Historic Small Cap Returns May be Inflated

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happytrades
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Historic Small Cap Returns May be Inflated

Post by happytrades » Sun Nov 17, 2013 7:04 am

Jason Zweig with WSJ made an observation at the AAII convention yesterday that I had never considered. In the Q and A, he was asked about the historic small cap premium. He made a cautionary note on the posted returns. Historical indices do not reflex the actual bid/ask spread that real investors would have paid, particularly in the old days. He said that could have ranged 2%- 4% on a trade. With much trading at all, it would wipe out the small cap advantage.

larryswedroe
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Re: Historic Small Cap Returns May be Inflated

Post by larryswedroe » Sun Nov 17, 2013 9:11 am

Well that depends. First if you have a premium say of 3% and you have spreads of 3% your turnover would have to be 100% to wipe out that premium.
Even small cap index funds which have more turnover than large caps don't have turnover anywhere near that.
Second, one doesn't have to have traded on the spreads. One could have been a "patient" trader and used market or limit orders to control costs and accept tracking error as the price.
I would add if you want to go this route you could have also improved on small cap performance by screening out the "lottery ticket" type of stocks.
Bottom line is that of course trading costs matter but Jason's comment IMO exaggerates the impact.
Hope that helps
Larry

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grayfox
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Re: Historic Small Cap Returns May be Inflated

Post by grayfox » Sun Nov 17, 2013 9:30 am

I don't know about small-cap in particular, but historic returns, in general, probably don't reflect what an actual investor would have gotten.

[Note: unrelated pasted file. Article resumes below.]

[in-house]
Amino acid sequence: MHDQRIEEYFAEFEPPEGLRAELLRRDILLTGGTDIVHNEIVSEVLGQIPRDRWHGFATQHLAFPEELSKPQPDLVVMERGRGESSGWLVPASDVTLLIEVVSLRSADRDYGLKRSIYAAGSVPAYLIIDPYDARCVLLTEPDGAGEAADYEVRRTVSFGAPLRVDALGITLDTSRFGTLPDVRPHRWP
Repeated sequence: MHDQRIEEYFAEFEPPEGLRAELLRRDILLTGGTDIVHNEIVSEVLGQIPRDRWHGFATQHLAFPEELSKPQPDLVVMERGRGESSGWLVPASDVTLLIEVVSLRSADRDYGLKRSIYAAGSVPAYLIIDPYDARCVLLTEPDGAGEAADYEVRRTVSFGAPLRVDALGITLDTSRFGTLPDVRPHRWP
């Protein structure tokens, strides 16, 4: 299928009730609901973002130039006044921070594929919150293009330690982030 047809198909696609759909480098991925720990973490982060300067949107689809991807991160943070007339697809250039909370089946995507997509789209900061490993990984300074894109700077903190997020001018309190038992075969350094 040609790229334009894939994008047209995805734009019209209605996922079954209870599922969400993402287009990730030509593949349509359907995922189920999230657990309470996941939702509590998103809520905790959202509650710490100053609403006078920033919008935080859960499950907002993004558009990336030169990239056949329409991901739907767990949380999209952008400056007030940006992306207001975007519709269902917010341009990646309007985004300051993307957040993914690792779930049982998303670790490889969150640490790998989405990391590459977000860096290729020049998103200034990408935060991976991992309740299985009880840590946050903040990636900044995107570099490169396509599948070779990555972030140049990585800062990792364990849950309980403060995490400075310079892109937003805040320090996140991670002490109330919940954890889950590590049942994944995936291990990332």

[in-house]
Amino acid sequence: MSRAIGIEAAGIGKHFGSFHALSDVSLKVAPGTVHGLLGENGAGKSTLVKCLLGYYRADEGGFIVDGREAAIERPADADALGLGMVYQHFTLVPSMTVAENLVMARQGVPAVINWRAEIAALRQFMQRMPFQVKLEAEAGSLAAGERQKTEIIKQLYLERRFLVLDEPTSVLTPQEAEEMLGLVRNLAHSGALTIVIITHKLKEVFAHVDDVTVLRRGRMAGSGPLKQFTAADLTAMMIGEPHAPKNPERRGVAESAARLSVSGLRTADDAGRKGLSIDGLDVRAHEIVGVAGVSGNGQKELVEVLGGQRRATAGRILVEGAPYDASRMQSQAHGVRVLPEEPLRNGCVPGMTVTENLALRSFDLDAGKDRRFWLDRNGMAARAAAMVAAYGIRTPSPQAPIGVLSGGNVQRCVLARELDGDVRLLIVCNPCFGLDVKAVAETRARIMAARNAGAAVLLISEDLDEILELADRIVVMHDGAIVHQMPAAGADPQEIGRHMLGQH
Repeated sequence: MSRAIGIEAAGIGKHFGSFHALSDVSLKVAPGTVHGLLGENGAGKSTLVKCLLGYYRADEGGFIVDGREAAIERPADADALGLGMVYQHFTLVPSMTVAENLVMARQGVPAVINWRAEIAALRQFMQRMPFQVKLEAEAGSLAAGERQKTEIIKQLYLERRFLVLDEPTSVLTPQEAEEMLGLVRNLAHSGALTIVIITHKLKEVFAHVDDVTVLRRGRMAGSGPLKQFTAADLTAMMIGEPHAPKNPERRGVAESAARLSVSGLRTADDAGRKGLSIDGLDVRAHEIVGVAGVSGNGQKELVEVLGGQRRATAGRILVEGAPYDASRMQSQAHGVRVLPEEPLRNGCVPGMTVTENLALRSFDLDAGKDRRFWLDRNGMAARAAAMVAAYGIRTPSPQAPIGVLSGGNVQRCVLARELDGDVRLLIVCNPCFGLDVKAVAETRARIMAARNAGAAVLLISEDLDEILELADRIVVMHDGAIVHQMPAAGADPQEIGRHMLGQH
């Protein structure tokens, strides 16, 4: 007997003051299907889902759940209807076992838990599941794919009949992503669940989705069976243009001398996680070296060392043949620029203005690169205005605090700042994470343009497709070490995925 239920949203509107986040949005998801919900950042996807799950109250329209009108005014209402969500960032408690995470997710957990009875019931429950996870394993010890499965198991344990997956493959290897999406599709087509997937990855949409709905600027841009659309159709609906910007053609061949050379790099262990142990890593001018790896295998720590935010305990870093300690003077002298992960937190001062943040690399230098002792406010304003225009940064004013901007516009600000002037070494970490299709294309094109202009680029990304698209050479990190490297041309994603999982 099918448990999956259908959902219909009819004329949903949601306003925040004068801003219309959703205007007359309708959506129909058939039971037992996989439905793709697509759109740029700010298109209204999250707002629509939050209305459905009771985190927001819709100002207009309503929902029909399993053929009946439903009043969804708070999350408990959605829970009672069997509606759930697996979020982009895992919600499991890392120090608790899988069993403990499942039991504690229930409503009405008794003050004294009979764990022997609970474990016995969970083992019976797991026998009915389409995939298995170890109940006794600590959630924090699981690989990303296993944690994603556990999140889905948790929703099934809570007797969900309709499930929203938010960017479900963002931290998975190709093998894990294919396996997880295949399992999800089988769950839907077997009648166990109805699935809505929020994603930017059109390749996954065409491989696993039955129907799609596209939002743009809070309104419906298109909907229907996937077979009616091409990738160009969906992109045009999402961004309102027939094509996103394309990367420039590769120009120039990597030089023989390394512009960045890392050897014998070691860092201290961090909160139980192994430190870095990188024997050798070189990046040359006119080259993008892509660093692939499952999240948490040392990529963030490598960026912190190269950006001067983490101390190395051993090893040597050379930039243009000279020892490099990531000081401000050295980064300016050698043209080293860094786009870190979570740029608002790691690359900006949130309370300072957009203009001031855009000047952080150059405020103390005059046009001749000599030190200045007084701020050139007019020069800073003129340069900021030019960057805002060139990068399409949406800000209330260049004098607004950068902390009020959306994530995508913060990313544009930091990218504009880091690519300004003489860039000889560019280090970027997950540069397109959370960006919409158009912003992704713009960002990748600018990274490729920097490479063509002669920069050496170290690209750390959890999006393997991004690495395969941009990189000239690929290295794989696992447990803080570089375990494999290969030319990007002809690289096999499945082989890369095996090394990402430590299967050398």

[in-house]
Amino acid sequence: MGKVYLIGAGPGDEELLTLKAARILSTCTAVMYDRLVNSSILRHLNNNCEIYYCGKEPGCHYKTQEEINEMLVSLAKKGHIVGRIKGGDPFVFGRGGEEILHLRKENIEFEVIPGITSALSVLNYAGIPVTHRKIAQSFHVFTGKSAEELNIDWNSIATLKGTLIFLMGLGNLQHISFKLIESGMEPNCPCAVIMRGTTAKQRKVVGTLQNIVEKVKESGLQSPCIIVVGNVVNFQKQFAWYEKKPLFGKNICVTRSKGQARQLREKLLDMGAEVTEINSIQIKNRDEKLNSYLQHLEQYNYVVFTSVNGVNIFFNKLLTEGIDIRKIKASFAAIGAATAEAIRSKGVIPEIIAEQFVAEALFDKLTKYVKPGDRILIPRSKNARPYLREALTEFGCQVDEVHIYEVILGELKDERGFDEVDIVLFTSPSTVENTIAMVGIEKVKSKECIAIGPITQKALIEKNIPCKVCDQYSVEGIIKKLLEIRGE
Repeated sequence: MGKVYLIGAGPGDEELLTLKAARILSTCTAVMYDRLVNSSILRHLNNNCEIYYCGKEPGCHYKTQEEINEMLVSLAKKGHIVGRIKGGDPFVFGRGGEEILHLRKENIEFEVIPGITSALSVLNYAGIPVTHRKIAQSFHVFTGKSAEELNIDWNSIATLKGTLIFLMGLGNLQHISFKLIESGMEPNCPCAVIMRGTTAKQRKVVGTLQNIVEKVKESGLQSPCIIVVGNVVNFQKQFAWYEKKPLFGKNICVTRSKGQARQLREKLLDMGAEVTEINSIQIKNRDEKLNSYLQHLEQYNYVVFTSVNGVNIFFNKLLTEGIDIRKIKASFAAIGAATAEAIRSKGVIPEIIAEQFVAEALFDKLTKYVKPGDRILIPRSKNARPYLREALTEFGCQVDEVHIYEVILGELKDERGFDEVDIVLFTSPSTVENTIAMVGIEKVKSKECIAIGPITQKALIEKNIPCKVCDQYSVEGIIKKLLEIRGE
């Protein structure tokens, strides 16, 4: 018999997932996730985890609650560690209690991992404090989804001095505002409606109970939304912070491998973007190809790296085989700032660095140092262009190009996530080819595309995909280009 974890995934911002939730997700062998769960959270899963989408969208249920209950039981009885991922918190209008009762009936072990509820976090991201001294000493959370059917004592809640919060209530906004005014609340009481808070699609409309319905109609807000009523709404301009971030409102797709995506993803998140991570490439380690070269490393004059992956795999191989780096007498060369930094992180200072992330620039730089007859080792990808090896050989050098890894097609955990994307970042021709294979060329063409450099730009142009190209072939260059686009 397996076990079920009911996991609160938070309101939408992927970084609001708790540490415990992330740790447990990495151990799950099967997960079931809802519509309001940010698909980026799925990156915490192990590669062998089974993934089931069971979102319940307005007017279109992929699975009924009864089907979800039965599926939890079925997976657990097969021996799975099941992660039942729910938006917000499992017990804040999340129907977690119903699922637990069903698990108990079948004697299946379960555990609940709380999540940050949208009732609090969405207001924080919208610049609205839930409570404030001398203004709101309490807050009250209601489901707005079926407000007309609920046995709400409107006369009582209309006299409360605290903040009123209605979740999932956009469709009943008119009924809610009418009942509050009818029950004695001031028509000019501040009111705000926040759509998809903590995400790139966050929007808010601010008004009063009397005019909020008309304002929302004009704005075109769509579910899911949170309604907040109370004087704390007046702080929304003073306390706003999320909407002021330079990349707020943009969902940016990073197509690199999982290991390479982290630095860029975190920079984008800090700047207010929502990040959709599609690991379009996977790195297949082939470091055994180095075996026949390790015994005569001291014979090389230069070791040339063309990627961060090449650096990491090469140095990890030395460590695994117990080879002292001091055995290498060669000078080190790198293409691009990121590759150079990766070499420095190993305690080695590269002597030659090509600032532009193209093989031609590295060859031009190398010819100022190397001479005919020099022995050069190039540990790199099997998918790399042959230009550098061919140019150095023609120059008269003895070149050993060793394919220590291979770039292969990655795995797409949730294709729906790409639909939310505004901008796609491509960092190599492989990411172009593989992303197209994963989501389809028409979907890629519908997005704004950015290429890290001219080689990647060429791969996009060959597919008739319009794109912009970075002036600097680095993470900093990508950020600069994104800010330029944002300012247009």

There is often a significant different between the price that gets recorded in the historic record and what price someone will actually pay when buying or get when selling. For example, I recently looked at a TIPS price in WSJ and the bid/ask was 100.04/100.04

But when I went to an actual broker to buy that TIPS, the price was higher and the bid/ask spread was wider, 100.07/100.234. I actually ended up paying $100.2422

If you don't believe me, here is the page with the historic price http://online.wsj.com/mdc/public/page/2 ... stcalendar. See the 2014 Jan 15 TIPS. That price will be in the record forever and anyone backtesting will use those prices, even though an ordinary investor could not get them.

The lesson is take backtested results with a huge grain of salt.
Gott mit uns.

stlutz
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Re: Historic Small Cap Returns May be Inflated

Post by stlutz » Sun Nov 17, 2013 10:30 am

Zweig saying that an at AAII conference is interesting. Back when I was a member, I recall that the approach was generally to select individual smallcap (+usually value) names, based largely on the same research that gets bandied around here. In short, a nice bit of contrarianism on his part in that environment.

happytrades: You've posted a number of things in that past couple of days from the conference that seem Bogleheadish. Has that been a general conference theme or are people like Zweig sort of the odd men out?

stlutz
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Re: Historic Small Cap Returns May be Inflated

Post by stlutz » Sun Nov 17, 2013 10:33 am

Does anyone know: Historically, has there tended to be more or less share turnover of smallcap or largecap stocks? With such data as well as an approximation of spreads, one could arrive at an estimate of what actual investor returns in these asset sub-classes were back then.

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nedsaid
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Re: Historic Small Cap Returns May be Inflated

Post by nedsaid » Sun Nov 17, 2013 11:39 am

One point that John Bogle makes in his famous "Telltale Chart" speech is that the studies regarding the outperformance of value and small cap stocks do not take into account how real life investors could have invested. If an investor wanted to capture the small cap or value premiums, he would have had to use active funds as indexes did not exist until the 1970's. Or the investor could have done old fashioned stock picking.